We got so psyched about ATL newcomer Blak Jak when we first heard his Shawty Redd-produced, Project Pat-assisted smokeout "Ride and Swerve" this past spring that we threw a Gen F on dude in the Summer Music Spectacular (which you can still grab in PDF form - with accompanying music mix - and as a hard copy back issue). He's just put the finishing touches on his debut LP (all were gonna say is that the T-Pain song is bananarama and Don Cannon came with some Tribe Called Quest shit), but before that drops, look out for the Roll Da Dice mixtape with DJ Smallz as a teaser. And as a teaser to the teaser, click "more" to read that aforementioned Gen F article in full.
The united diversity of Blak Jak’s South
By Eric Ducker
Earlier this year Blak Jak, a 23-year-old rapper from Atlanta, independently released “Ride and Swerve,” an off-center nugget of “vintage sound.” Produced by Young Jeezy architect Shawty Redd, it had a stoned piano sample that hung around the track like nighttime fog and a chorus made from chopped and slurred Bun B lyrics. The song was anchored by a middle verse from Project Pat, who despite having just come off a stretch in prison for weapons charges, got laughs with lines like, Now they was thinking the Dirty South was like, Hee-haw hee-haw. In contrast, Blak Jak delivered his bookend bars with a baller’s mix of nonchalance and threat, explaining, Now down South we ride/ Out West they cruise/ Up North they bend blocks/ Kind of got me confused/ From these highways to parking lots/ Projects to barber shops/ I got them beatin this here with 15 down on every block.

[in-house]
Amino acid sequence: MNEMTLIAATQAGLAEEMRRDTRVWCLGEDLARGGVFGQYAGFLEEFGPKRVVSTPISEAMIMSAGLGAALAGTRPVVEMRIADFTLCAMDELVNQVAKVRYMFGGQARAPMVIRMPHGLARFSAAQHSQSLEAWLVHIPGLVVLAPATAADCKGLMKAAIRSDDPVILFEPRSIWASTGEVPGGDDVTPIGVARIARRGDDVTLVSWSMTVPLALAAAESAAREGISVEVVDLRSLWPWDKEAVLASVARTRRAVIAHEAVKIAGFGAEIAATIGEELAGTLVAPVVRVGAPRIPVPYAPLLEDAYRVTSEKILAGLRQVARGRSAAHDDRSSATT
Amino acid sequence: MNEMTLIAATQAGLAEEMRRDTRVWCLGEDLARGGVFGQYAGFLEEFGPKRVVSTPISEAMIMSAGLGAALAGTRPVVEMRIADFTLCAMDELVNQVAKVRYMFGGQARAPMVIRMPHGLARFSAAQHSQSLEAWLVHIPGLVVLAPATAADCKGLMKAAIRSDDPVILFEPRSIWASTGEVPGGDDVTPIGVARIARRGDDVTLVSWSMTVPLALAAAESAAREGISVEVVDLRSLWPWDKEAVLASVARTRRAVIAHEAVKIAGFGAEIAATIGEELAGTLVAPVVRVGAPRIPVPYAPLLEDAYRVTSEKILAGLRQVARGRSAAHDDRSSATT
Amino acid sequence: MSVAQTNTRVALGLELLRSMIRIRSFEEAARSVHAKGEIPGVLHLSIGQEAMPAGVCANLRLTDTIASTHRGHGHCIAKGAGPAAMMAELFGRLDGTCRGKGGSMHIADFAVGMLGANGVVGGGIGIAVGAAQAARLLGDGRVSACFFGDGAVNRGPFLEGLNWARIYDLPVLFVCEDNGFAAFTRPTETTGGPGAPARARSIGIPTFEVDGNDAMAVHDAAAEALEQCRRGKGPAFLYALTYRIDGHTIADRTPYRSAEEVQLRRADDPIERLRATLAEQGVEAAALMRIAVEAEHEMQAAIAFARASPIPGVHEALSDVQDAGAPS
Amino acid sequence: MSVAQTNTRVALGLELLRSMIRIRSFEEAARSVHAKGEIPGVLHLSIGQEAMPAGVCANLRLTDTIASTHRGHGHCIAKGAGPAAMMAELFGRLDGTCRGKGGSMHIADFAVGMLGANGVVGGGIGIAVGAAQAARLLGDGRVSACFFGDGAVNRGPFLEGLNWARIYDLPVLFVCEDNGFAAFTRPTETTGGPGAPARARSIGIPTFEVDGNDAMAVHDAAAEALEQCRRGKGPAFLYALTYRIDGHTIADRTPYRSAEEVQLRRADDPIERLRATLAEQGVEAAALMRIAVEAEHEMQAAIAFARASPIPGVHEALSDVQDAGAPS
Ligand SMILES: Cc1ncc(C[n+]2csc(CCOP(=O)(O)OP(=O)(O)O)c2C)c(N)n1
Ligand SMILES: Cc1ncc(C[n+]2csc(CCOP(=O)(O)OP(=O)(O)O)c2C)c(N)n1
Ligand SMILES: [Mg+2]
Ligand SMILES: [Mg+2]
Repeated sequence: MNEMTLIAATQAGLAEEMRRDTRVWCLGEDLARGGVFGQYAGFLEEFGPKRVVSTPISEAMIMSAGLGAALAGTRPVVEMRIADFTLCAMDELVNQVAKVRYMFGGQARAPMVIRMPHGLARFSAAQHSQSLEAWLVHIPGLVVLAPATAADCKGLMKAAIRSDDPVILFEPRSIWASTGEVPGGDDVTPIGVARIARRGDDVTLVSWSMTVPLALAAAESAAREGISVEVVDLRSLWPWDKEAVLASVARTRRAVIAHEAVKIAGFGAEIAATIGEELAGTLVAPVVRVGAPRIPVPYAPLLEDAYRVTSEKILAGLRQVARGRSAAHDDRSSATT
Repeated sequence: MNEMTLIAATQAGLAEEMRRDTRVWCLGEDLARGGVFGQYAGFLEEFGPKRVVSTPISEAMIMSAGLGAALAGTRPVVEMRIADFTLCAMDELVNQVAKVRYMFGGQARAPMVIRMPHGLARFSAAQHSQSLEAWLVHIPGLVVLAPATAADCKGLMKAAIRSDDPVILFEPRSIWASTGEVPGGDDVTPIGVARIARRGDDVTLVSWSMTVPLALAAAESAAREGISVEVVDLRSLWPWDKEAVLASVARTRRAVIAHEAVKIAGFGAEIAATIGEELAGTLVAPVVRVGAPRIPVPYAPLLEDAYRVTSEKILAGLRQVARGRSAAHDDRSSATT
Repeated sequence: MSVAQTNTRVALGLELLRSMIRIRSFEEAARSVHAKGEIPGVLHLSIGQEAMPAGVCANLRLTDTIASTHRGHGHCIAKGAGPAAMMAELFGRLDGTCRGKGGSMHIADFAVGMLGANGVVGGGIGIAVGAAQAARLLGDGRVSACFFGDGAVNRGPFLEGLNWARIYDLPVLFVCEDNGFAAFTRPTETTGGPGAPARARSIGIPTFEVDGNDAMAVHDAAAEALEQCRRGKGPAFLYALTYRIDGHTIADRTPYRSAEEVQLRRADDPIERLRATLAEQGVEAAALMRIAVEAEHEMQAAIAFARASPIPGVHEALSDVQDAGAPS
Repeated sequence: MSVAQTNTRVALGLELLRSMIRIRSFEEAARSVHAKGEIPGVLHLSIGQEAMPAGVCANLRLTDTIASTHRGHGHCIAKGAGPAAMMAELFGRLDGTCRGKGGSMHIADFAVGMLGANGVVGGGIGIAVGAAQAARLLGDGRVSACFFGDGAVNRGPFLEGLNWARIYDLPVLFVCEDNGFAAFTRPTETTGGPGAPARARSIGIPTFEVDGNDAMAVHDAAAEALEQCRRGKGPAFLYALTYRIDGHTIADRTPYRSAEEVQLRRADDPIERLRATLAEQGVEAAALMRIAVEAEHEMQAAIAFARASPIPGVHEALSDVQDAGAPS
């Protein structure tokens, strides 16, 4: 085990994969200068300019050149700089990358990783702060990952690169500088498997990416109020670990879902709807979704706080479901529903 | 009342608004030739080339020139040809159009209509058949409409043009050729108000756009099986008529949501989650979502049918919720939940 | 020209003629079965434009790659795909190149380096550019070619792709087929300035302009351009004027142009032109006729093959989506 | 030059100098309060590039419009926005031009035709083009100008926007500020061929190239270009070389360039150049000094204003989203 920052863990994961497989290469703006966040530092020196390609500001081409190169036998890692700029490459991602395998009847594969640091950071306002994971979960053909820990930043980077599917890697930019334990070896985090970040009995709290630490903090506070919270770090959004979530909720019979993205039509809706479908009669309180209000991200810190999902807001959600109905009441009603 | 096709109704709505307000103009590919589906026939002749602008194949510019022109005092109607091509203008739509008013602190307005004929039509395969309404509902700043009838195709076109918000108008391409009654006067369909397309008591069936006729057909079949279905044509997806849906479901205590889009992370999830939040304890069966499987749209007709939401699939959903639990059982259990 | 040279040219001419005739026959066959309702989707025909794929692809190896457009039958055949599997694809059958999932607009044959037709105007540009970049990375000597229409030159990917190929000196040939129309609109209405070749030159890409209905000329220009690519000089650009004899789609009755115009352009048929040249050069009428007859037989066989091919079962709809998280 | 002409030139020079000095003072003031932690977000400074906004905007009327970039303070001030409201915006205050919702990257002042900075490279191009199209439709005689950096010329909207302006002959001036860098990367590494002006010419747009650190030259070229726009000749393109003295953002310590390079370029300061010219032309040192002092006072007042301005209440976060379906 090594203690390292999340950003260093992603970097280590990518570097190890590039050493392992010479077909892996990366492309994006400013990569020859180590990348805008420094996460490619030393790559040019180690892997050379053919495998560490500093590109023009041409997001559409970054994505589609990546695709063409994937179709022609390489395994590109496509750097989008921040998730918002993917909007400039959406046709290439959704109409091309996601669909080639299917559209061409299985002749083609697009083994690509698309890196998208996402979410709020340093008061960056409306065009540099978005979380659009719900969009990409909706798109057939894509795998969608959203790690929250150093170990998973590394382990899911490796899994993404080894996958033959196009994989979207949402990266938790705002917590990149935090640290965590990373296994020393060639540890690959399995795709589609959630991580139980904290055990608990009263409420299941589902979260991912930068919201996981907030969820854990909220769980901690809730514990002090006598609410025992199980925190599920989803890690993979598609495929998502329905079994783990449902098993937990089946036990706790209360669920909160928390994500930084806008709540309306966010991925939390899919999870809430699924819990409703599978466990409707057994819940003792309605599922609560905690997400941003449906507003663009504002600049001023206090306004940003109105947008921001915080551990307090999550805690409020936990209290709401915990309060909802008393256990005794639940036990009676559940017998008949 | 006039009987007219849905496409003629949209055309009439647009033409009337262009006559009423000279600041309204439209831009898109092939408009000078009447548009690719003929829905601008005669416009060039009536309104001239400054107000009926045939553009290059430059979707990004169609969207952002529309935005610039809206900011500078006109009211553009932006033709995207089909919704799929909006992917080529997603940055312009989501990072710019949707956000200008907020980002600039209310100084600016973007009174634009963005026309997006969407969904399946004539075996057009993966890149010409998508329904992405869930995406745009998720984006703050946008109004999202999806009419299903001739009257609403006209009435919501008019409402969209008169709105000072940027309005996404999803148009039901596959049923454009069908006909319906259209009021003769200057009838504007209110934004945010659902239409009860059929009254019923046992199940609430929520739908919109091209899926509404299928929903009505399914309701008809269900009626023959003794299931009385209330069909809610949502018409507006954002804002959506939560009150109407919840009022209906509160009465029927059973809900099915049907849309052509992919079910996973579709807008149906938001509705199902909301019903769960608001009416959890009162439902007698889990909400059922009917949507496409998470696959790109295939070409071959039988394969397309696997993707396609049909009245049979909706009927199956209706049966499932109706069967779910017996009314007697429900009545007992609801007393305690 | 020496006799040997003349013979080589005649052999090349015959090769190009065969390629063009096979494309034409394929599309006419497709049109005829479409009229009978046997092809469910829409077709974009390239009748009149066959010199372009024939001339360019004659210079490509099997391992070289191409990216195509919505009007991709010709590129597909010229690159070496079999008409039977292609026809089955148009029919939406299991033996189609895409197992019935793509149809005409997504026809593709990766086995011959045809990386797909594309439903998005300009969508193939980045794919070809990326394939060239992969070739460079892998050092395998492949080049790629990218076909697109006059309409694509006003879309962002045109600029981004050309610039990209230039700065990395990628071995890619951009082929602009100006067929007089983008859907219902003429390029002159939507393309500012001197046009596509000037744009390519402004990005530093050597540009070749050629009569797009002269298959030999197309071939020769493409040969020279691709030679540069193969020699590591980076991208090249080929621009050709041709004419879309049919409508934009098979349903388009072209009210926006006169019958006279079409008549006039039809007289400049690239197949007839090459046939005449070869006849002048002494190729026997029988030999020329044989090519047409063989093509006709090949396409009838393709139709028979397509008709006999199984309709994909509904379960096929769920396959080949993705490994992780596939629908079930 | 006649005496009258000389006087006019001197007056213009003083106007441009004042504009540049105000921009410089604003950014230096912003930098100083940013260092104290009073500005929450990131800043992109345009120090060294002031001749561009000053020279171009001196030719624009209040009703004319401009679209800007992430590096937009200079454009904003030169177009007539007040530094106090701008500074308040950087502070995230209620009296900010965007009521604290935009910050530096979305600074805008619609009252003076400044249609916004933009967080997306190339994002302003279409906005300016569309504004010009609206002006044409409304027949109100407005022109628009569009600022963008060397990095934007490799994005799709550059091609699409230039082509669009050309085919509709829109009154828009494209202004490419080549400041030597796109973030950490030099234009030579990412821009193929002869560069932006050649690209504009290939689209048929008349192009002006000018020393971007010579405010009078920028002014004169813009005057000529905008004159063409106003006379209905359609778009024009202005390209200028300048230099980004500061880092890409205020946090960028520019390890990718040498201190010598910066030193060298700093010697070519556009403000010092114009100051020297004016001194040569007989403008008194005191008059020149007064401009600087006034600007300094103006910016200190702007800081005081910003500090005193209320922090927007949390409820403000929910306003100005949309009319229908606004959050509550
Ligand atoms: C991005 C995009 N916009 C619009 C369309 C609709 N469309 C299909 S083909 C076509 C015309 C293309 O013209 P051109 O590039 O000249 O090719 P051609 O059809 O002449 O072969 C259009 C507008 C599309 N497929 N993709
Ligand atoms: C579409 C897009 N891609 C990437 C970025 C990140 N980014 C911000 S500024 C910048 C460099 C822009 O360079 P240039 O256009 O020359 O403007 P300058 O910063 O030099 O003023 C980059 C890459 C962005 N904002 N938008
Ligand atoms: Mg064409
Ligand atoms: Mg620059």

Soon enough “Ride Swerve” was selling tough in mom and pop shops and spreading across state lines. “It’s been playing on the radio down here, all through the south,” says Blak Jak. “It’s a little in Midwest spots, St Louis got it now, Memphis on it hard, Jacksonville on it hard….”
Blak Jak was able to parlay this one song into a deal with Universal and is currently working on his debut album, Place Your Bets—he hopes it will be out by the end of the summer. On it, he is working to create a sort of united southern sound that combines the heavy viscosity of slow rolling and the anxiety of the club. It’s a move away from the recent trend where sub-Mason-Dixon rappers have pushed to differentiate their cities, making it clear that each one has its own pioneers and peculiarities. Instead Blak Jak is collaborating with producers who are behind some of the best work of each city’s superstars, collecting beats from DJ Toomp (TI’s “What You Know””) to Juicy J (the Three 6 Mafia catalog) to the Nimrods (Nelly’s “Dilemma”) to Mr Collipark (the Ying Yang Twins’ “Wait (Whisper Song)”) to Don Cannon (Young Jeezy’s “Go Crazy”). “I don’t just do one kind of music. I don’t just do crunk or snap or trap music,” explains Blak Jak. “I like to do more laid back music, diversify everything.”